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The imperial patriarchal discourse:: British Jewish culture, identity and the Palestine Mandate

The imperial patriarchal discourse:: British Jewish culture, identity and the Palestine Mandate
The imperial patriarchal discourse:: British Jewish culture, identity and the Palestine Mandate
This thesis explores the interplay between British Jewish culture and identity in relation to contemporary perceptions and collective memories of the Palestine Mandate. It begins with a historical examination of the British Jewish press, Mass Observers, and communal and personal correspondence regarding British Jews and the Palestine Mandate from 1944 to 1948. The thesis then devotes a chapter each to discussion of three modern British Jewish texts that provide insight into communal and personal responses to both the end of the Palestine Mandate and the subsequent establishment of the state of Israel: Linda Grant’s When I Lived in Modern Times; Peter Kosminsky’s The Promise; and Howard Jacobson’s The Finkler Question. Throughout all four chapters, issues of age, gender, and the use of specific terminology along with features of recent British Jewish history, such as Zionism, the Holocaust and the Second World War, will be fully explored. The unique socio-political orientation of Grant, Kosminsky and Jacobson as British Jews will be examined, with the differences and similarities noted accordingly.

The subsequent findings of this analysis argue that each of the three texts discussed employ an overarching framework, the imperial patriarchal discourse, in which retrospective perceptions of the Palestine Mandate exist. Furthermore, the origins of this narrative can be evidenced in the historical study of press, communal and individual responses to the Palestine Mandate and British Jews between 1944 and 1948, suggesting the modification of an already existing pattern of understandings among British Jews. This framework is adaptable in nature and inclusive in scope. The use of the imperial patriarchal discourse thus demonstrates that British Jews formed their response to the Palestine Mandate, Zionism and Israel from within the specific socio-cultural milieu in which they operated – and continue to do so.
University of Southampton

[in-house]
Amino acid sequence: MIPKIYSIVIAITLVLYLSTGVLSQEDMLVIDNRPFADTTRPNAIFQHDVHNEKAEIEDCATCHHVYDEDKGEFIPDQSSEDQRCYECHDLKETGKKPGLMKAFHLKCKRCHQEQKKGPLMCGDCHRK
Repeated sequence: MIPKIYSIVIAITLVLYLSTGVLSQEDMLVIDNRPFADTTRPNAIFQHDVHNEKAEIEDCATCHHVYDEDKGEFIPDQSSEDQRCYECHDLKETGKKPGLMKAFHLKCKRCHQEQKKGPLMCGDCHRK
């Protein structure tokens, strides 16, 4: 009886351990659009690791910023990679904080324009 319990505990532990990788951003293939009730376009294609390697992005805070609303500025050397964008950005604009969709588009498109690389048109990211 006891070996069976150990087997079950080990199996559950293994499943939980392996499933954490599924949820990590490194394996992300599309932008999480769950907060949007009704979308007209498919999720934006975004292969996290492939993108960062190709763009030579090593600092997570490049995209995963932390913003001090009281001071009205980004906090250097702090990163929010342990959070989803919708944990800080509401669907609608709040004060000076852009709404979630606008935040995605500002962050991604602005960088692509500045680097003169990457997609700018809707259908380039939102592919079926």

Shawyer, Sarah Rose Violet
9637411b-fba1-4be6-b3c2-5d87d3d9303e
Shawyer, Sarah Rose Violet
9637411b-fba1-4be6-b3c2-5d87d3d9303e
Kushner, Antony
958c42e3-4290-4cc4-9d7e-85c1cdff143b
Jordan, James
b4bf9915-44c8-45da-823b-7f2627f33e55

Shawyer, Sarah Rose Violet (2017) The imperial patriarchal discourse:: British Jewish culture, identity and the Palestine Mandate. University of Southampton, Doctoral Thesis, 243pp.

Record type: Thesis (Doctoral)

Abstract

This thesis explores the interplay between British Jewish culture and identity in relation to contemporary perceptions and collective memories of the Palestine Mandate. It begins with a historical examination of the British Jewish press, Mass Observers, and communal and personal correspondence regarding British Jews and the Palestine Mandate from 1944 to 1948. The thesis then devotes a chapter each to discussion of three modern British Jewish texts that provide insight into communal and personal responses to both the end of the Palestine Mandate and the subsequent establishment of the state of Israel: Linda Grant’s When I Lived in Modern Times; Peter Kosminsky’s The Promise; and Howard Jacobson’s The Finkler Question. Throughout all four chapters, issues of age, gender, and the use of specific terminology along with features of recent British Jewish history, such as Zionism, the Holocaust and the Second World War, will be fully explored. The unique socio-political orientation of Grant, Kosminsky and Jacobson as British Jews will be examined, with the differences and similarities noted accordingly.

The subsequent findings of this analysis argue that each of the three texts discussed employ an overarching framework, the imperial patriarchal discourse, in which retrospective perceptions of the Palestine Mandate exist. Furthermore, the origins of this narrative can be evidenced in the historical study of press, communal and individual responses to the Palestine Mandate and British Jews between 1944 and 1948, suggesting the modification of an already existing pattern of understandings among British Jews. This framework is adaptable in nature and inclusive in scope. The use of the imperial patriarchal discourse thus demonstrates that British Jews formed their response to the Palestine Mandate, Zionism and Israel from within the specific socio-cultural milieu in which they operated – and continue to do so.

Text
The Imperial Patriarchal Discourse: British Jewish Culture, Identity and the Palestine Mandate - Version of Record
Available under License University of Southampton Thesis Licence.
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Published date: October 2017

Identifiers

Local EPrints ID: 415883
URI: http://eprints.soton.ac.uk/id/eprint/415883
PURE UUID: a8e9f4f4-5e85-461a-8fda-c3761c8177d1

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Date deposited: 28 Nov 2017 17:30
Last modified: 14 Mar 2019 05:24

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